OUR PAST: Floods are a significant part of British Columbia's past

Over the past few weeks, the news has been filled with stories of rising water in rivers, creeks, and lakes and of flooding in areas around the province. For those who live around New Westminster and watch the Fraser River, it has become a daily activity to note the level of the river at high and low tide as well as the amount of debris floating by on its downstream voyage. 

The news has also been filled with references to the massive 1948 flood and how things worked out at that time, 70 years ago. If you are familiar with river history in B.C., then you know that there are other years of extensive flooding in our past. Floods in 1894 truly stand out, as do 1882 and 1876. A quick look at our flood research notes offers some interesting information from the 1882 high water.

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A couple of single lines in the paper of May/June 1882 summarized the times: "Weather continues brilliantly fine, river is rising very fast" and "The river is rising, and as a matter of course, the number of salmon taken has fallen off."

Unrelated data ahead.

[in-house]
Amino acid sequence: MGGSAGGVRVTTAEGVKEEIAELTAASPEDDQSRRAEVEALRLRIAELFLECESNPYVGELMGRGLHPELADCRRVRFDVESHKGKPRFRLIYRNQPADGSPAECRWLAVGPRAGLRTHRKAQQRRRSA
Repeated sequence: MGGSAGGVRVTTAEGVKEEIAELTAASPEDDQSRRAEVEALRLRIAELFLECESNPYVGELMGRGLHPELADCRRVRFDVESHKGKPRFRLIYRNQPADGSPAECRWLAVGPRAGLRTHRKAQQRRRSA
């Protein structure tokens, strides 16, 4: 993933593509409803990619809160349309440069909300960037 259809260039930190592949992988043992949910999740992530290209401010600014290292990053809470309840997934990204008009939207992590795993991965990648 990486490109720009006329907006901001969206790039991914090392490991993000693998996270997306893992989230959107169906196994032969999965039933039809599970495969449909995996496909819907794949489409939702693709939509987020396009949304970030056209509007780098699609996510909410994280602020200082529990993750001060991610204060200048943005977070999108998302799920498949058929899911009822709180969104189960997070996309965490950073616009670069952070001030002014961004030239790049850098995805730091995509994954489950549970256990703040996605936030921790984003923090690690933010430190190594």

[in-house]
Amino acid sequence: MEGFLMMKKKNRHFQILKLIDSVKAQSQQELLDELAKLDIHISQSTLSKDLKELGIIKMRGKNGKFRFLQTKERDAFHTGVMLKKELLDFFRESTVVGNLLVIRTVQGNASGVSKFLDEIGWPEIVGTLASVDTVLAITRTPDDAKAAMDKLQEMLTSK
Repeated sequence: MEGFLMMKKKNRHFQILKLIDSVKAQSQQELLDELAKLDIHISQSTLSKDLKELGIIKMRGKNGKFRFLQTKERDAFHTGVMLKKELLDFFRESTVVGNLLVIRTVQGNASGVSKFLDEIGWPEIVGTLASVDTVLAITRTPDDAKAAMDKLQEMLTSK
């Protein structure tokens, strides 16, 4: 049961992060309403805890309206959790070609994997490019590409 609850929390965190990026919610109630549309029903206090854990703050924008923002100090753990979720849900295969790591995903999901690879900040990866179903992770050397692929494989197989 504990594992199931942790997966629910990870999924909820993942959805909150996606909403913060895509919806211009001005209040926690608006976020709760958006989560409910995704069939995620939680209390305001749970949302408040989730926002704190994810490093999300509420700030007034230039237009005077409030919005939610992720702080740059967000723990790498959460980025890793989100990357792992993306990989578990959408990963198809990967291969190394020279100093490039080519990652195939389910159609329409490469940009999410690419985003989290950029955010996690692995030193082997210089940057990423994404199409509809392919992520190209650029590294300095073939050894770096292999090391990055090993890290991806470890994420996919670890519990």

From Yale the following line in a report points to a situation that sounds hauntingly familiar: "The Fraser is booming. Last year we had too much fire, now we have too much water. Buildings on the river are partially submerged and those in most danger are supported by logs, stone and brush. The wagon road, up line, is covered at such an extent that travel is at a standstill."

At Matsqui, the flood gates at the dyke had given way and a large area was inundated by the river's rushing water. "The giving way of the flood gates to this very important work is a great misfortune not only for Mr. Sword but for the farmers and landowners in the vicinity who are now exposed to all the difficulties that beset them before the dyke was constructed."

In the Chilliwack area the water was overwhelming: "Sumas prairie looks like a gulf and Chilliwack looks no better except there is no heavy sea. The water is into almost all the houses, and canoes are plying on all the roads the loss is very heavy, but fortunately no lives lost up to the present."

As the effects of the flooding became more well-known, descriptions of buildings, roads and rail lines were reported. "The railway has been washed away in many places the water is up to the top of Kimball and Gladwin's warehouse door and it is liable to take a trip to salt water any moment. Barnard's stables are in water about four feet, the horses are taken to the old stables on the hill. River still rising about 10 inches per day, wagon road gone in several places. The four-mile bridge is gone and the suspension bridge is in great danger." 

This is a B.C. story that repeats and bears watching. 

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